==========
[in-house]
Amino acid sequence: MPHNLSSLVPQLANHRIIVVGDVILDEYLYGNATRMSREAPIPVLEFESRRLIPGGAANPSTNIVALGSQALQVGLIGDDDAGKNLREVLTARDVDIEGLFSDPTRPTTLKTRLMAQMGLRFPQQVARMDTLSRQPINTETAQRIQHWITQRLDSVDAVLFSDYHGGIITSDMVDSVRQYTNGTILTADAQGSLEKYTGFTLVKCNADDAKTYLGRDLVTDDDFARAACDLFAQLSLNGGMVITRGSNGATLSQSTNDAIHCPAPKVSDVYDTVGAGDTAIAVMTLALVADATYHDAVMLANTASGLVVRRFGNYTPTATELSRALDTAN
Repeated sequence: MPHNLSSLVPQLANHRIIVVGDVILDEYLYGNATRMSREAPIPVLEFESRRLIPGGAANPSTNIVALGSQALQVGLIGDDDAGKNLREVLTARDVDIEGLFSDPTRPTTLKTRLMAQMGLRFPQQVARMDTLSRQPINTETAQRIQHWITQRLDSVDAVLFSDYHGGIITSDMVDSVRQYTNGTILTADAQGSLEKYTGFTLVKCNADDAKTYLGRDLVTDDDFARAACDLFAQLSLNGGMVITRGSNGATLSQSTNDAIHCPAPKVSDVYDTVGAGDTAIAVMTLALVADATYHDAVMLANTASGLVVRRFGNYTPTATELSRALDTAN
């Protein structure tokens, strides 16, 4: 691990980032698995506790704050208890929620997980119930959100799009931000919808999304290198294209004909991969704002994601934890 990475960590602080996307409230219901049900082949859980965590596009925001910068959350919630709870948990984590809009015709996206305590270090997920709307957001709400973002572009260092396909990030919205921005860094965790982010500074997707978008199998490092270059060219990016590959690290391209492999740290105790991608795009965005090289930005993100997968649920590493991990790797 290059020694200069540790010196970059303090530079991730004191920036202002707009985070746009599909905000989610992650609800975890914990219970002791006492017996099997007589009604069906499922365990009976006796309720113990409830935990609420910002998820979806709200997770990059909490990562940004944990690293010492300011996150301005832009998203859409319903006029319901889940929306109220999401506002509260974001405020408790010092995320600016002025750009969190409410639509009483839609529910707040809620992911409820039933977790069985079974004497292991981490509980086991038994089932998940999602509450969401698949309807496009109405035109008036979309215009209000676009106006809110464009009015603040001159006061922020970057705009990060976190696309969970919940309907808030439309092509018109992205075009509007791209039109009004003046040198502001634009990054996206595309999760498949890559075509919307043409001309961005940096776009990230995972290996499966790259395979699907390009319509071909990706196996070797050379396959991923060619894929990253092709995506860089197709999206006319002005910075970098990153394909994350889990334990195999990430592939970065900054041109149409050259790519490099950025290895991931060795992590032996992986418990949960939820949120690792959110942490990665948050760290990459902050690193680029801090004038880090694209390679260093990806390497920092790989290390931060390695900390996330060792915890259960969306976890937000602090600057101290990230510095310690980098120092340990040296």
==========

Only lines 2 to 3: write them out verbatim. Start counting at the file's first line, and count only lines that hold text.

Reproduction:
Amino acid sequence: MPHNLSSLVPQLANHRIIVVGDVILDEYLYGNATRMSREAPIPVLEFESRRLIPGGAANPSTNIVALGSQALQVGLIGDDDAGKNLREVLTARDVDIEGLFSDPTRPTTLKTRLMAQMGLRFPQQVARMDTLSRQPINTETAQRIQHWITQRLDSVDAVLFSDYHGGIITSDMVDSVRQYTNGTILTADAQGSLEKYTGFTLVKCNADDAKTYLGRDLVTDDDFARAACDLFAQLSLNGGMVITRGSNGATLSQSTNDAIHCPAPKVSDVYDTVGAGDTAIAVMTLALVADATYHDAVMLANTASGLVVRRFGNYTPTATELSRALDTAN
Repeated sequence: MPHNLSSLVPQLANHRIIVVGDVILDEYLYGNATRMSREAPIPVLEFESRRLIPGGAANPSTNIVALGSQALQVGLIGDDDAGKNLREVLTARDVDIEGLFSDPTRPTTLKTRLMAQMGLRFPQQVARMDTLSRQPINTETAQRIQHWITQRLDSVDAVLFSDYHGGIITSDMVDSVRQYTNGTILTADAQGSLEKYTGFTLVKCNADDAKTYLGRDLVTDDDFARAACDLFAQLSLNGGMVITRGSNGATLSQSTNDAIHCPAPKVSDVYDTVGAGDTAIAVMTLALVADATYHDAVMLANTASGLVVRRFGNYTPTATELSRALDTAN